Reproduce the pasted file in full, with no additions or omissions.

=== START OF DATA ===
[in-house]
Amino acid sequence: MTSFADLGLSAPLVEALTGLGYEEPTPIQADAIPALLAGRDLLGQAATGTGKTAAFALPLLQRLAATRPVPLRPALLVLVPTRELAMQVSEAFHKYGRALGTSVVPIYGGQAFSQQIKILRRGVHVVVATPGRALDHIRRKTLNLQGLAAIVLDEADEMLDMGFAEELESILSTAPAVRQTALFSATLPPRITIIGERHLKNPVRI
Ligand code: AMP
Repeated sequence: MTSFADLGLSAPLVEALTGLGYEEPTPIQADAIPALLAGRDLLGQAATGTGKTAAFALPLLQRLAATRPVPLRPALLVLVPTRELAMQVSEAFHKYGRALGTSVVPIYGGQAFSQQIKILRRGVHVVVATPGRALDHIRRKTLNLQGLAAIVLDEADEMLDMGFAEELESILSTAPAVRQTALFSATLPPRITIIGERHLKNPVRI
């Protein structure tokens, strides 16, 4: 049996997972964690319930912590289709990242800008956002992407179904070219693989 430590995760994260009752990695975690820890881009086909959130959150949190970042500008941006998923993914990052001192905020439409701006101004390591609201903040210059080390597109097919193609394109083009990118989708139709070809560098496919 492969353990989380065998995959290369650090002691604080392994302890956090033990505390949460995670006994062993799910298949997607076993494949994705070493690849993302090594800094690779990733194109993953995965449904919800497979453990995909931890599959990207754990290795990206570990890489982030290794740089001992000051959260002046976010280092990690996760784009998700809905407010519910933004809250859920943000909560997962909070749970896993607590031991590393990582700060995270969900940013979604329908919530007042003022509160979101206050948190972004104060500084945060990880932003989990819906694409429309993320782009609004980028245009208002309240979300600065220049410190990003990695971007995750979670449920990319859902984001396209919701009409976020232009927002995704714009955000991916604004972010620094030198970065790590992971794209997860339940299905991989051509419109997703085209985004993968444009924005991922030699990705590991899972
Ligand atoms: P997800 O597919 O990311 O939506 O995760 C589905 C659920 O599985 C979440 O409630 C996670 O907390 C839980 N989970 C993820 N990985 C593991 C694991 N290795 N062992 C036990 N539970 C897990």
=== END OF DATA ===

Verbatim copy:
[in-house]
Amino acid sequence: MTSFADLGLSAPLVEALTGLGYEEPTPIQADAIPALLAGRDLLGQAATGTGKTAAFALPLLQRLAATRPVPLRPALLVLVPTRELAMQVSEAFHKYGRALGTSVVPIYGGQAFSQQIKILRRGVHVVVATPGRALDHIRRKTLNLQGLAAIVLDEADEMLDMGFAEELESILSTAPAVRQTALFSATLPPRITIIGERHLKNPVRI
Ligand code: AMP
Repeated sequence: MTSFADLGLSAPLVEALTGLGYEEPTPIQADAIPALLAGRDLLGQAATGTGKTAAFALPLLQRLAATRPVPLRPALLVLVPTRELAMQVSEAFHKYGRALGTSVVPIYGGQAFSQQIKILRRGVHVVVATPGRALDHIRRKTLNLQGLAAIVLDEADEMLDMGFAEELESILSTAPAVRQTALFSATLPPRITIIGERHLKNPVRI
């Protein structure tokens, strides 16, 4: 049996997972964690319930912590289709990242800008956002992407179904070219693989 430590995760994260009752990695975690820890881009086909959130959150949190970042500008941006998923993914990052001192905020439409701006101004390591609201903040210059080390597109097919193609394109083009990118989708139709070809560098496919 492969353990989380065998995959290369650090002691604080392994302890956090033990505390949460995670006994062993799910298949997607076993494949994705070493690849993302090594800094690779990733194109993953995965449904919800497979453990995909931890599959990207754990290795990206570990890489982030290794740089001992000051959260002046976010280092990690996760784009998700809905407010519910933004809250859920943000909560997962909070749970896993607590031991590393990582700060995270969900940013979604329908919530007042003022509160979101206050948190972004104060500084945060990880932003989990819906694409429309993320782009609004980028245009208002309240979300600065220049410190990003990695971007995750979670449920990319859902984001396209919701009409976020232009927002995704714009955000991916604004972010620094030198970065790590992971794209997860339940299905991989051509419109997703085209985004993968444009924005991922030699990705590991899972
Ligand atoms: P997800 O597919 O990311 O939506 O995760 C589905 C659920 O599985 C979440 O409630 C996670 O907390 C839980 N989970 C993820 N990985 C593991 C694991 N290795 N062992 C036990 N539970 C897990």